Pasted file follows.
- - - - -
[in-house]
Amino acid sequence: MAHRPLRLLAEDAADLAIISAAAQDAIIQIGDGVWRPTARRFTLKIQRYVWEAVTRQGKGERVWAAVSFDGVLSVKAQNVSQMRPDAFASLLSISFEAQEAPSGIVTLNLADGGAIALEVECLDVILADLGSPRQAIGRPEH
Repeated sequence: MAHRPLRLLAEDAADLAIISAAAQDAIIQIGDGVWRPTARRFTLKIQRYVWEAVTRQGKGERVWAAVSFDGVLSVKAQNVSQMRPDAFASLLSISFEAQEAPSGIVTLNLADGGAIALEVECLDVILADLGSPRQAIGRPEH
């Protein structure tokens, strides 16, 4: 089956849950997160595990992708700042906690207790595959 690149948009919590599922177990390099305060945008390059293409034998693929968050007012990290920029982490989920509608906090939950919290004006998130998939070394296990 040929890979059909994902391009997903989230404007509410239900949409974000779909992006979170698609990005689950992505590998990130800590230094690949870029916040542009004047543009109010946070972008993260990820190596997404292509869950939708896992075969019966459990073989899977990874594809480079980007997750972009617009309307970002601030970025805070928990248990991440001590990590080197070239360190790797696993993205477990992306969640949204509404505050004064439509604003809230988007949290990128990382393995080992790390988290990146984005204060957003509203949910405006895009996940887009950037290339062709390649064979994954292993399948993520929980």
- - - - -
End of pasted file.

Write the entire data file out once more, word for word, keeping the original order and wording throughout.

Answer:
[in-house]
Amino acid sequence: MAHRPLRLLAEDAADLAIISAAAQDAIIQIGDGVWRPTARRFTLKIQRYVWEAVTRQGKGERVWAAVSFDGVLSVKAQNVSQMRPDAFASLLSISFEAQEAPSGIVTLNLADGGAIALEVECLDVILADLGSPRQAIGRPEH
Repeated sequence: MAHRPLRLLAEDAADLAIISAAAQDAIIQIGDGVWRPTARRFTLKIQRYVWEAVTRQGKGERVWAAVSFDGVLSVKAQNVSQMRPDAFASLLSISFEAQEAPSGIVTLNLADGGAIALEVECLDVILADLGSPRQAIGRPEH
């Protein structure tokens, strides 16, 4: 089956849950997160595990992708700042906690207790595959 690149948009919590599922177990390099305060945008390059293409034998693929968050007012990290920029982490989920509608906090939950919290004006998130998939070394296990 040929890979059909994902391009997903989230404007509410239900949409974000779909992006979170698609990005689950992505590998990130800590230094690949870029916040542009004047543009109010946070972008993260990820190596997404292509869950939708896992075969019966459990073989899977990874594809480079980007997750972009617009309307970002601030970025805070928990248990991440001590990590080197070239360190790797696993993205477990992306969640949204509404505050004064439509604003809230988007949290990128990382393995080992790390988290990146984005204060957003509203949910405006895009996940887009950037290339062709390649064979994954292993399948993520929980």